architecture, Column, Folly, garden, landscape, Monument, South Yorkshire, Tower

Wentworth Woodhouse Follies and Monuments, Wentworth, South Yorkshire

The Needle's Eye

The group of follies and monuments at Wentworth Woodhouse needs little introduction, being one of the finest collections of landscape ornaments in Britain.   So this post is just an opportunity for The Folly Flâneuse to remind you that you can climb the Hoober Stand and admire the Monument on bank holidays and Sundays from Spring Bank holiday until late August. And also to use some photographs taken during the wonderful March heatwave.

architecture, Buckinghamshire, Column, Folly, garden, landscape

John Piper and Stowe, Buckinghamshire.

A brief post this week as The Folly Flâneuse has been racing around at a somewhat faster pace than her usual omnipercipient strolling. However, the lovely images by John Piper will make up for the paucity of words.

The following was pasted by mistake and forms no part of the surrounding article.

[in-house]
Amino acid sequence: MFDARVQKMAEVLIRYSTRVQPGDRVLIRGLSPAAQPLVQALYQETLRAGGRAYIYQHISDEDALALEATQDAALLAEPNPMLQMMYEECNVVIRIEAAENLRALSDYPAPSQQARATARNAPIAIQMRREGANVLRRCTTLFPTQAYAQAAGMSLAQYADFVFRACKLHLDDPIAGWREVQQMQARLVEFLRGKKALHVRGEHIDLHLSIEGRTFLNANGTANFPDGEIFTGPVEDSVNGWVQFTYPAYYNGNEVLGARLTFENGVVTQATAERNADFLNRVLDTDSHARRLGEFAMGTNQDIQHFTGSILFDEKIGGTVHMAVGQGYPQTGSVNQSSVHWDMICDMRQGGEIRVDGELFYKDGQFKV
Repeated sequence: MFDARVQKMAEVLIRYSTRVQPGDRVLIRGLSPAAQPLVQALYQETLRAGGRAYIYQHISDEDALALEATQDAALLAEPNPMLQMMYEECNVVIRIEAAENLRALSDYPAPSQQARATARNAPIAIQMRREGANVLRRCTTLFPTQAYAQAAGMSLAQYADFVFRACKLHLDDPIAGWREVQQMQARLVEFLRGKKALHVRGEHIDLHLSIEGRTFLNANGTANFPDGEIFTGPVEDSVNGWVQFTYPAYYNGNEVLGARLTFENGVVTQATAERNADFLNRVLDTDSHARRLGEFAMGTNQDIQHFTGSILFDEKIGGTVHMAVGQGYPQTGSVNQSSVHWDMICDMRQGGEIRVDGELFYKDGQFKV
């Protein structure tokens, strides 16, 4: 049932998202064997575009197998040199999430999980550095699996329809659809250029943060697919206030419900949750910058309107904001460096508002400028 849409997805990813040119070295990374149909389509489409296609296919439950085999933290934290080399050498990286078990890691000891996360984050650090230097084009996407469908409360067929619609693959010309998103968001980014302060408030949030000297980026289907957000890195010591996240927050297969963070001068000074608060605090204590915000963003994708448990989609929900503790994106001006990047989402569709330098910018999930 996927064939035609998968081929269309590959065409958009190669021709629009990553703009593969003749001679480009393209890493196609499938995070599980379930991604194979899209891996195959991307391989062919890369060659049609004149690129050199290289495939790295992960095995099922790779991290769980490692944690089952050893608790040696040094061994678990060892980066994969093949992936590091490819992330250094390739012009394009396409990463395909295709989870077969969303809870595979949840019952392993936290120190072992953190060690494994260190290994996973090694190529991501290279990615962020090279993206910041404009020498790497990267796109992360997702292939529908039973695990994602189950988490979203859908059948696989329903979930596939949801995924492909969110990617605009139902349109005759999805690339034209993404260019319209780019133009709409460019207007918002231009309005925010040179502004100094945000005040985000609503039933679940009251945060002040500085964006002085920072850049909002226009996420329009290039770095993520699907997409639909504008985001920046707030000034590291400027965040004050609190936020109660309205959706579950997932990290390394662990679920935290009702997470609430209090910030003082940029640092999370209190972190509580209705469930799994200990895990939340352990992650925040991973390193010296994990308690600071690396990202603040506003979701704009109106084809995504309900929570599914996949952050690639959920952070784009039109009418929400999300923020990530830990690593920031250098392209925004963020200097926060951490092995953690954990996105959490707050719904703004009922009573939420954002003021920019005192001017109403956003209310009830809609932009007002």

After the Easter heatwave the weather broke just as The Folly Flâneuse arrived at Stowe – the photo above shows the view from the grotto, which gave some much needed protection from one of the heaviest of the showers. On the plus side, no-one else was about, and The Folly Flâneuse had Stowe all to herself.

architecture, Column, garden, landscape, South Yorkshire

Keppel’s Column, Rotherham, South Yorkshire

Now near neighbour to a Rotherham suburb, Keppel’s Column originally stood in open ground on the edge of Scholes Wood on the Wentworth Woodhouse estate. An obelisk had been proposed for the site as early as 1769. Its original purpose was as an eye-catcher to terminate the southern vista from the new principal front of the Wentworth House mansion, balancing the pyramidal Hoober Stand to the north which is dated 1748. Keppel’s Column was clearly visible from the top of Hoober Stand, as was the Lady’s Folly, which featured here recently https://thefollyflaneuse.com/ladys-folly-tankersley-south-yorkshire/.  All three ornamental buildings could be seen from each other, and when guests were taken by carriage to climb a tower, or take tea in a summer house, they served to display the vast size of the Marquis of Rockingham’s estate.